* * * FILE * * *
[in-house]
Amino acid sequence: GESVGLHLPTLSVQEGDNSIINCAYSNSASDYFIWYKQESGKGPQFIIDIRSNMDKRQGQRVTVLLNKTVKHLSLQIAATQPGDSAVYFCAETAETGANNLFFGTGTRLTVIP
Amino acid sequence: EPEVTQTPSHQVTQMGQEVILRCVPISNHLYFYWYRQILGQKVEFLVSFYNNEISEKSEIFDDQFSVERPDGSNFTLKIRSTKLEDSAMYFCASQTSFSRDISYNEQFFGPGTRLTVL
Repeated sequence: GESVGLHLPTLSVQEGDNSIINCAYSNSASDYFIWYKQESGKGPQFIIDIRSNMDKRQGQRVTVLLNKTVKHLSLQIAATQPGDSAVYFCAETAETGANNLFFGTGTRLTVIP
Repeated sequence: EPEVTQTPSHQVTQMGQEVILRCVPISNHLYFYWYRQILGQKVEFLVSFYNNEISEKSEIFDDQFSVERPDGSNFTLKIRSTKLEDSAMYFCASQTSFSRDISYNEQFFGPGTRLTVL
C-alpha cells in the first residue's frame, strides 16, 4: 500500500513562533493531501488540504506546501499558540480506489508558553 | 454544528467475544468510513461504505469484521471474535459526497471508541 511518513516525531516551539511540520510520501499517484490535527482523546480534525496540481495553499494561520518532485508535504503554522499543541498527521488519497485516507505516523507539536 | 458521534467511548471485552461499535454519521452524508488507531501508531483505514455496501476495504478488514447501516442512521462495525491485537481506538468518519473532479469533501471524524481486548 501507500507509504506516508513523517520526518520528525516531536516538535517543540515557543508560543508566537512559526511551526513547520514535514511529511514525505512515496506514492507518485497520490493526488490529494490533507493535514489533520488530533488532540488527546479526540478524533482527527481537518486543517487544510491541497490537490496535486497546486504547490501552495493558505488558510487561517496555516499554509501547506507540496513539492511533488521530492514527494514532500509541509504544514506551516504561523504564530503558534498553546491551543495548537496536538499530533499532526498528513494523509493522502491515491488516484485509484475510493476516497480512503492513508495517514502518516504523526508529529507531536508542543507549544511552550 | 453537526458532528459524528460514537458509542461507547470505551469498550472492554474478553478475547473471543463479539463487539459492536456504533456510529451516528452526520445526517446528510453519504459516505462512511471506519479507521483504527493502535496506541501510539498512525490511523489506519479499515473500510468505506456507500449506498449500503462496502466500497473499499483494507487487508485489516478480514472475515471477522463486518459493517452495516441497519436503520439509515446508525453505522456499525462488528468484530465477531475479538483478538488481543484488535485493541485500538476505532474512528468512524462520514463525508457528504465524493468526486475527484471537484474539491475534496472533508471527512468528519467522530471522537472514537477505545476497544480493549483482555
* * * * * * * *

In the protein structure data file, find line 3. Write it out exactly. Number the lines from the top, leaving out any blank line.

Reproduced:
Amino acid sequence: EPEVTQTPSHQVTQMGQEVILRCVPISNHLYFYWYRQILGQKVEFLVSFYNNEISEKSEIFDDQFSVERPDGSNFTLKIRSTKLEDSAMYFCASQTSFSRDISYNEQFFGPGTRLTVL